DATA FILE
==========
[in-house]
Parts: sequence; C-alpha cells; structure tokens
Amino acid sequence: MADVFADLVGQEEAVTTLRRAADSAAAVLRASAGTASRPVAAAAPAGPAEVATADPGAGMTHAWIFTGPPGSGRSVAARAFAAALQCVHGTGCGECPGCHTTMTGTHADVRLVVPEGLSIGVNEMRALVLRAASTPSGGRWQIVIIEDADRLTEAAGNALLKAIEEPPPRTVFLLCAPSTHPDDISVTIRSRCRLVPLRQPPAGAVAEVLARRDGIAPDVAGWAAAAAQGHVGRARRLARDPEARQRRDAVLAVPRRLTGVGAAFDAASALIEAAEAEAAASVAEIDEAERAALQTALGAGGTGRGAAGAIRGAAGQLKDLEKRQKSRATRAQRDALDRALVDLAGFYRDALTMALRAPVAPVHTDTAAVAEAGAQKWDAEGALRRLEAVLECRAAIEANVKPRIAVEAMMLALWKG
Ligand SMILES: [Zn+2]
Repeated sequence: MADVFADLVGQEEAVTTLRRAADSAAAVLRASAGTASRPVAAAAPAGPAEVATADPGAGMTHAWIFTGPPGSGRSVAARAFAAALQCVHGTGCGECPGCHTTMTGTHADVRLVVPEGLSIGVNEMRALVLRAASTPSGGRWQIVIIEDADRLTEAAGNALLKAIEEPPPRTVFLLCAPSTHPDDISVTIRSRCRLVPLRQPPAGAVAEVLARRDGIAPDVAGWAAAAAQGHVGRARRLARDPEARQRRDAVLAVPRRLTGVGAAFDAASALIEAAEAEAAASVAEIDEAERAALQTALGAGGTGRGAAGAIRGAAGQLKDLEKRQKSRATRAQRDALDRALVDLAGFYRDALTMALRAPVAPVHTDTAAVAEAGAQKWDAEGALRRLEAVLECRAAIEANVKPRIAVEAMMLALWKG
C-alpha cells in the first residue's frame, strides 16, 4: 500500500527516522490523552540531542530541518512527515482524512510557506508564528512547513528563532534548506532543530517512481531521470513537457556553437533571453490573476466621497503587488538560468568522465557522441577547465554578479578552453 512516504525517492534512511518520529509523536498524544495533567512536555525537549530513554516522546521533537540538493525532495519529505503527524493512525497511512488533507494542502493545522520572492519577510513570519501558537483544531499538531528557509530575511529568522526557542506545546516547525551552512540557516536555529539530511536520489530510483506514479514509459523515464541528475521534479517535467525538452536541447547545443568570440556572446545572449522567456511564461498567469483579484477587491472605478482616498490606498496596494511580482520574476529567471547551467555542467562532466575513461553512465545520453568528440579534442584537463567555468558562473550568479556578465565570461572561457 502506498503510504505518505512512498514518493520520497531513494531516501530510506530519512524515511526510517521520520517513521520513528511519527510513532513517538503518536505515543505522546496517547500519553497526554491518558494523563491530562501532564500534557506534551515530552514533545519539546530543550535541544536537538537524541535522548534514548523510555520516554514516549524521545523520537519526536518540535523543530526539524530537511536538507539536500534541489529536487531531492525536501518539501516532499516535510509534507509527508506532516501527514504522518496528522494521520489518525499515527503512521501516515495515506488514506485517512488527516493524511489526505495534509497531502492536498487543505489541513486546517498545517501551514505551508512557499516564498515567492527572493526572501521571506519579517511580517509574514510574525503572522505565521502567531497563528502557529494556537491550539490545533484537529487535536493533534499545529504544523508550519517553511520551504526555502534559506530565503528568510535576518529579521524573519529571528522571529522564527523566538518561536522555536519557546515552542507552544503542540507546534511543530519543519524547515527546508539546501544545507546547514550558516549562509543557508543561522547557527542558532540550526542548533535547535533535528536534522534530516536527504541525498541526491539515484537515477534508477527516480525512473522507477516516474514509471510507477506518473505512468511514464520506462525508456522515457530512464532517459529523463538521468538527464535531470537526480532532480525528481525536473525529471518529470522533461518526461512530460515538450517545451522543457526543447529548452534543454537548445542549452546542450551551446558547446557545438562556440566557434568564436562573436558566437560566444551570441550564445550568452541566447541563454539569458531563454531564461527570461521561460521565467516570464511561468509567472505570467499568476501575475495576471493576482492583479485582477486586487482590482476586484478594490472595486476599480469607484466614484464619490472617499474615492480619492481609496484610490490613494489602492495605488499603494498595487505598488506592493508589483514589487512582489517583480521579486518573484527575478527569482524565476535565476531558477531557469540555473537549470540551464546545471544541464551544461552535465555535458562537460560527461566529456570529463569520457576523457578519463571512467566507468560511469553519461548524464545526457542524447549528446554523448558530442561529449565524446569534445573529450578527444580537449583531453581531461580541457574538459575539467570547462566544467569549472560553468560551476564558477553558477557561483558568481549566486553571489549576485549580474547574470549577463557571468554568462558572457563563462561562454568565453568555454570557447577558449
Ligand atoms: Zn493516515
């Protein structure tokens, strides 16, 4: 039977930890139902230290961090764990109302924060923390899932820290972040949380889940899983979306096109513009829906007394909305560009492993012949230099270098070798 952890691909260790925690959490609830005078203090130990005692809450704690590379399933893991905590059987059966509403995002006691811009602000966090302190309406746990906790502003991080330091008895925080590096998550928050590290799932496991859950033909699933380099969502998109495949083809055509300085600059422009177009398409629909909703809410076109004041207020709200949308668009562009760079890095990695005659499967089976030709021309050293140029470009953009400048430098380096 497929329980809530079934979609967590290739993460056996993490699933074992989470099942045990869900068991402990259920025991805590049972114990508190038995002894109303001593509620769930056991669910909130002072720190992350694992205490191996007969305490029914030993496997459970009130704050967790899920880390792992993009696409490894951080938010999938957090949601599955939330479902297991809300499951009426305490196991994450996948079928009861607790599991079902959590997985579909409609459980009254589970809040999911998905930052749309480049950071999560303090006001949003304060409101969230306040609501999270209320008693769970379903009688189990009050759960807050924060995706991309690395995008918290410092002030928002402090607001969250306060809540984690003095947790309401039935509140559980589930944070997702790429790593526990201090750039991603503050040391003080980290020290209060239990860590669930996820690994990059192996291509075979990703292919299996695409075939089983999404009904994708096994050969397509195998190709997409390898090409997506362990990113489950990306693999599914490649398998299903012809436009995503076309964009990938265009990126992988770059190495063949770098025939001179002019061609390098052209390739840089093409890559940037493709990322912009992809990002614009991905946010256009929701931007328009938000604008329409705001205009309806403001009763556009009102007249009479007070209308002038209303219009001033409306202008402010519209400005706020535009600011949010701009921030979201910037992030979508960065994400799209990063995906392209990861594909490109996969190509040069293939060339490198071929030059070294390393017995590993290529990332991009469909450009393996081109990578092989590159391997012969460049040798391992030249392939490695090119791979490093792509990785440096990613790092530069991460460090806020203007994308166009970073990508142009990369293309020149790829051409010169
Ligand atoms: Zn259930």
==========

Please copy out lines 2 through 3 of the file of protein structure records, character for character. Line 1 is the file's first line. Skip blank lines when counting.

Parts: sequence; C-alpha cells; structure tokens
Amino acid sequence: MADVFADLVGQEEAVTTLRRAADSAAAVLRASAGTASRPVAAAAPAGPAEVATADPGAGMTHAWIFTGPPGSGRSVAARAFAAALQCVHGTGCGECPGCHTTMTGTHADVRLVVPEGLSIGVNEMRALVLRAASTPSGGRWQIVIIEDADRLTEAAGNALLKAIEEPPPRTVFLLCAPSTHPDDISVTIRSRCRLVPLRQPPAGAVAEVLARRDGIAPDVAGWAAAAAQGHVGRARRLARDPEARQRRDAVLAVPRRLTGVGAAFDAASALIEAAEAEAAASVAEIDEAERAALQTALGAGGTGRGAAGAIRGAAGQLKDLEKRQKSRATRAQRDALDRALVDLAGFYRDALTMALRAPVAPVHTDTAAVAEAGAQKWDAEGALRRLEAVLECRAAIEANVKPRIAVEAMMLALWKG